Matchy-matchy outfits are retro, and a fun way to wear the trend as long as you create a little tension or irregular outfit juxtaposition in the outfit.
5. STRUCTURED WAIST DEFINITION
There was an incredible amount of waist definition coming down the runway. AGAIN. This was created by garment tailoring, fit-and-flare frocks, peplums, belts, garments with attached belts, and tucking tops into high-rise bottoms. Oversized slouch has reached its peak as silhouettes begin to once again narrow at the torso. Showcasing the waistline is trendy. If that’s not your thing, allow garments to hint at a waistline for a bit of structure. I really hope that retail takes this trend to heart because there is only so much slouch that we can take.
6. HIGH RISES
Most trouser and jeans rises were high or very high, which goes hand in hand with the structured waist definition trend. It’s also a strong ‘70s and ‘80s flashback. The fashionable point is to showcase the high rise, and not cover it up with a top. This is a hard trend to wear if you’re short-waisted and apple-shaped, so grab those mid and low-rise jeans and trousers while they’re available.
7. CROPPED PANTS
Jeans and trousers in ANY silhouette, fabric, colour and pattern are trendy — as long as they are cropped two to four inches above the ankle and worn with complementary footwear.
8. ROOMY SILHOUETTES
Oversized and fluid fits are still there, but they are no longer the most trendy fit. Tailoring is definitely gaining momentum, and I couldn’t be happier about that.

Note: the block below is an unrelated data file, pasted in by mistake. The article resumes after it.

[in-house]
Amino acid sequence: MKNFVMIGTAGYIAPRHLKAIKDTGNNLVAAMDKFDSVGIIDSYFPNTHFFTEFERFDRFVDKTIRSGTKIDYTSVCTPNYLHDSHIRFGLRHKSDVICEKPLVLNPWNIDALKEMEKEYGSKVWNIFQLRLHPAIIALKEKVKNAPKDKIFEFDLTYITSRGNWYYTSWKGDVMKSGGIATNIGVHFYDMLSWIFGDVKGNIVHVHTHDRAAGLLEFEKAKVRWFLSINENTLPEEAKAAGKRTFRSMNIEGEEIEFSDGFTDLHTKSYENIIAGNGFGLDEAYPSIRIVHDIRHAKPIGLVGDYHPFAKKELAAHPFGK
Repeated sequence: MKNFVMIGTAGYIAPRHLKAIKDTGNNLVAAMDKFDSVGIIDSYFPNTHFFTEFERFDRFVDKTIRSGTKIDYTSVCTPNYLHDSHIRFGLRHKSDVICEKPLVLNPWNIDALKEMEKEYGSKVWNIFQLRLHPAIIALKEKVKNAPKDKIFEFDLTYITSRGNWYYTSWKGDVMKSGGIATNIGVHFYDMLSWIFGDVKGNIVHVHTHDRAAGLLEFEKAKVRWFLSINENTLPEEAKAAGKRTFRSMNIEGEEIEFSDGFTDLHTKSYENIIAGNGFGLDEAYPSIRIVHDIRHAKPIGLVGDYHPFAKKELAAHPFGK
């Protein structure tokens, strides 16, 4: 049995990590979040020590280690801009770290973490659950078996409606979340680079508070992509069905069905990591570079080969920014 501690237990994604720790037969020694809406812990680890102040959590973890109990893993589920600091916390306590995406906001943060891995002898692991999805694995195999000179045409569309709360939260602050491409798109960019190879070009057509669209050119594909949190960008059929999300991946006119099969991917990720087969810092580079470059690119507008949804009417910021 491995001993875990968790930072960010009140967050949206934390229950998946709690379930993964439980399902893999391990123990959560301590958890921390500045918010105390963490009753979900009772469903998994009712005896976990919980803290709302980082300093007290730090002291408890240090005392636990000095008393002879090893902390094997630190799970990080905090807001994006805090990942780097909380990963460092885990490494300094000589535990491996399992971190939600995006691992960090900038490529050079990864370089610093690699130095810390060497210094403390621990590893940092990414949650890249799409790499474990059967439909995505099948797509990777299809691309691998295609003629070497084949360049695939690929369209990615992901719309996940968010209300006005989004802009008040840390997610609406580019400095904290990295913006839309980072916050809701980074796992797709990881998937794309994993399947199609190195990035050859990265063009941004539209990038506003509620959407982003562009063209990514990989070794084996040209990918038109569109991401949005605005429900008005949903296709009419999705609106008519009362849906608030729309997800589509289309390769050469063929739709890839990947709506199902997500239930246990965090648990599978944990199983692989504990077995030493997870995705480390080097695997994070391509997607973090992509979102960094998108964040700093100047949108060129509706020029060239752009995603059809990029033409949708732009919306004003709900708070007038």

9. GARDEN FLORALS
Giant florals that make you think of warm weather vacations were THE pattern at the shows. Some were tonal, some high-contrast, and all wardrobe items were represented in the pattern.
10. FLAT FOOTWEAR
Designers made a statement with dressy and casual flat footwear (in which I include heels up to the height of an inch.) Pointy, square, round, and round square toe boxes were popular. Backless and slip-on footwear is all the rage. Peep-toe booties are still going strong, as are all sorts of styles with ankle treatment like straps and ties. Sneaker and sneaker hybrids are still going strong. Dainty and refined footwear is as trendy as chunky silhouettes.
11. PLATFORMS & BLOCK HEELS
Flatforms and wedged platforms in sandal, mule, bootie or oxford footwear silhouettes are very fashionable. Block heels are the trendy option, but stiletto heels continue to come through too.
As far a colours go, I saw it all. Colours seemed to be making a stronger statement than neutrals. From the happiest brights, merriest mid-tones and softest pastels, through to earth tones like mustard, jewel tones like emerald, and greyish mid-tones like mauve, sage green, and air-force blue. They’re remixed in all sorts of combinations, so having a high affinity to colour mixing is in your favour.
I’m extremely pleased to see the Maximalism trend continue with gusto because I’m enjoying the break from Minimal outfits. I’m still all over trends like Modern Retro and Cropped Pants, and love the idea of Garden Florals, Waist Definition and Colour. As someone who enjoys wearing footwear with a one inch heel, I say bring on the dressy flats.
Filter through the trends. Keep the ones that tickle your fancy on your radar and leave the rest. Don’t stop rocking your signature looks, but do try something new. The “personal” in personal style means styling the trends your way, which is the best part in all of this. Feel refreshed and empowered as the new season unfolds.